Alec Baldwin opens up about coping with OCD in an effort to reduce stigma around mental health

·3-min read
Alec Baldwin opens up about OCD struggles and mental health support  (Getty Images)
Alec Baldwin opens up about OCD struggles and mental health support (Getty Images)

Alec Baldwin has opened up about living with obsessive-compulsive disorder (OCD) and the ways he is learning to cope with his compulsions.

The actor spoke candidly about the condition during a new episode of his and his wife Hilaria Baldwin’s podcast What’s One More, where they discussed OCD alongside Howie Mandel, who receives treatment for the disorder, and his wife Terry Mandel.

In the beginning of the podcast, the 30 Rock star explained that OCD is something that he personally struggles with, and that he is “grateful” to Mandel for “opening up at a time when few people were talking about this publicly” more than 15 years ago.

Alec also acknowledged that, back then, there was even more of a stigma surrounding the disorder and mental health than there is today, but that more still needs to be done to normalise mental health support.

According to Hilaria, the pair are still “very new to the journey of understanding what OCD is,” but they are learning that, by being open about their challenges, they are able to find a community and help others.

“It’s through empathy, understanding and being kinder to one another, that we can finally remove the stigma and change the narrative,” Alec added.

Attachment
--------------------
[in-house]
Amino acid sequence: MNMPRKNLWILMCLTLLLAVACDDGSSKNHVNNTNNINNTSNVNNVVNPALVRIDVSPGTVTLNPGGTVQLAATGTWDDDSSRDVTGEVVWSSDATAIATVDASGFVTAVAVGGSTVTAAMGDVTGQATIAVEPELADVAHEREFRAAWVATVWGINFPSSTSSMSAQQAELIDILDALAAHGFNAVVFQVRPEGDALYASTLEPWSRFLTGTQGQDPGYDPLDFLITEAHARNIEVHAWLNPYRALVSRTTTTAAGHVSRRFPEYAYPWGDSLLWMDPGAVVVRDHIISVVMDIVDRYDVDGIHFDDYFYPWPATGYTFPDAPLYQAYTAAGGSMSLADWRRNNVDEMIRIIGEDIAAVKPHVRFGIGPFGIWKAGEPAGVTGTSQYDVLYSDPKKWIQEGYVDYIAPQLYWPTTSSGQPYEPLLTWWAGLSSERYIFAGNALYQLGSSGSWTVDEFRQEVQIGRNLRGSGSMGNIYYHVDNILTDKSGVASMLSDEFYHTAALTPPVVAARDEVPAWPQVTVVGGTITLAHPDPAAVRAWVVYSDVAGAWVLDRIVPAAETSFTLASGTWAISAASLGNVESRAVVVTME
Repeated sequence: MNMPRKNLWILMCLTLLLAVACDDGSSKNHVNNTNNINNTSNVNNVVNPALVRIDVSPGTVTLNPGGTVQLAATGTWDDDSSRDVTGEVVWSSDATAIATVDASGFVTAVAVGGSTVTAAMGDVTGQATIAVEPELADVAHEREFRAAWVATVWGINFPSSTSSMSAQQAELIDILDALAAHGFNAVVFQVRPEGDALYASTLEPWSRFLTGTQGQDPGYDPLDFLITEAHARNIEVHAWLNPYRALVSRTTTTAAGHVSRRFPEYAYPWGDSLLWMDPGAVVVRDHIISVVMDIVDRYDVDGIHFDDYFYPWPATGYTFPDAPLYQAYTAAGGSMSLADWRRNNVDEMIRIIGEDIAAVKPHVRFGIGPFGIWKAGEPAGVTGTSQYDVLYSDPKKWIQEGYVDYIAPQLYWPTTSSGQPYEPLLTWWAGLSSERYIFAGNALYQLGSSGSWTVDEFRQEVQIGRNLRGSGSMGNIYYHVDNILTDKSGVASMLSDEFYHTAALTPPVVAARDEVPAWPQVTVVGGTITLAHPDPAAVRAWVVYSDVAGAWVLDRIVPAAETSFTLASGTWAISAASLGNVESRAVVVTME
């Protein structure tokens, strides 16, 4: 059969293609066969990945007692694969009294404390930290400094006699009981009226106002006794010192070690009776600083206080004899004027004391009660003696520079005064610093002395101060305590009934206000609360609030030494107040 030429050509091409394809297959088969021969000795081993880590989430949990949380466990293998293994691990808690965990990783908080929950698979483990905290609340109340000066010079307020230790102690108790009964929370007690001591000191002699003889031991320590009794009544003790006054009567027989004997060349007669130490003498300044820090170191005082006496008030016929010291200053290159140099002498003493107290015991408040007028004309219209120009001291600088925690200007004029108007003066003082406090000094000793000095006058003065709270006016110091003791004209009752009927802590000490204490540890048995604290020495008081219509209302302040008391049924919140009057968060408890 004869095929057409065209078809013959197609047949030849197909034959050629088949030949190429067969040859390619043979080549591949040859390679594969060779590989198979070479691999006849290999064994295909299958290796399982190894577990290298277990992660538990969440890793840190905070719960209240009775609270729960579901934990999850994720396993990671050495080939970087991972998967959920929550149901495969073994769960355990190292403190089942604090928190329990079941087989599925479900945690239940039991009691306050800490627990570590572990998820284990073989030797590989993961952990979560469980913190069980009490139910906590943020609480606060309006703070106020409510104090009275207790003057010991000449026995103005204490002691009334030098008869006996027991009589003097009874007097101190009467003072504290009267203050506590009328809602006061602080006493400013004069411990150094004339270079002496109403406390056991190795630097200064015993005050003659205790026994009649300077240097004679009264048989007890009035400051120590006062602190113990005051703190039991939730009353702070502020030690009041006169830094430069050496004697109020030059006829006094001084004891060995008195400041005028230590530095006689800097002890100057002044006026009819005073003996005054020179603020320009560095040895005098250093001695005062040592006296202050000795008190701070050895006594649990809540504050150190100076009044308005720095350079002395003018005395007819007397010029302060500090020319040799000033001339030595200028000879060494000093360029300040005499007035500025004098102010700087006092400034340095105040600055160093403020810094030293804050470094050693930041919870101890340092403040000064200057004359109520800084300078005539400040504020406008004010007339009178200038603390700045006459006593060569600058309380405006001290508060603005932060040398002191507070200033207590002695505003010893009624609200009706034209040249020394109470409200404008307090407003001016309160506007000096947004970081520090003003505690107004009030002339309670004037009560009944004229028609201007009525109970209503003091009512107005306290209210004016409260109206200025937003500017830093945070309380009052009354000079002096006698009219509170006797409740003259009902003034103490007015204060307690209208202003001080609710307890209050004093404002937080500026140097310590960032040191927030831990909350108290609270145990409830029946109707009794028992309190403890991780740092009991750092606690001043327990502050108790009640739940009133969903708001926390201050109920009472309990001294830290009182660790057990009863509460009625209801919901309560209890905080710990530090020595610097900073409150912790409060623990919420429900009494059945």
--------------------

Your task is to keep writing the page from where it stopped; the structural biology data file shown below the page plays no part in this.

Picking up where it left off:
During the conversation, Alec then asked Mandel about his own experience with OCD, and his symptoms, before revealing that he is currently struggling himself with germaphobia, which he is learning to track.

“Is germophobia the only way that that OCD was expressed, and what was the beginnings of when you started to track that and sense that?” he asked. “Because I’m going through this myself now. I am, like really seriously.”

In response, Mandel explained that OCD is characterised by intrusive thoughts that those with the disorder cannot ignore. He then gave examples of his own obsessions and compulsions, such as having to wash his hands repetitively or repeatedly returning to his locked door to confirm it is locked.

OCD can affect people of all ages and occurs when a person “gets caught in a cycle of obsessions and compulsions,” according to the International OCD Foundation. “Obsessions are unwanted, intrusive thoughts, images, or urges that trigger intensely distressing feelings. Compulsions are behaviours an individual engages in to attempt to get rid of the obsessions and/or decrease his or her distress.”

While the stigma surrounding mental health has lessened, the podcast conversation prompted Mandel to share his wish for mental health to be treated the same way one would treat annual visits to a dentist or an eye doctor.

“I always say, I wish it would become part of our curriculum, where we could take care of our mental health the way we take care of our dental health,” he said. “If nothing is wrong with us, it’s part of your curriculum to go get your teeth cleaned, to go get an X-ray… but there’s nothing in place in our society, where even a young child is asked questions, to see if the response is in the healthy range spectrum.”

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In an Instagram post shared after the podcast episode, Hilaria praised her husband for “having the bravery” to open up about his experience with OCD, adding: “It is through opening up that we allow others the opportunity to understand us better, support us better, and potentially be inspired to open up as well (if sharing is the right thing for you).”

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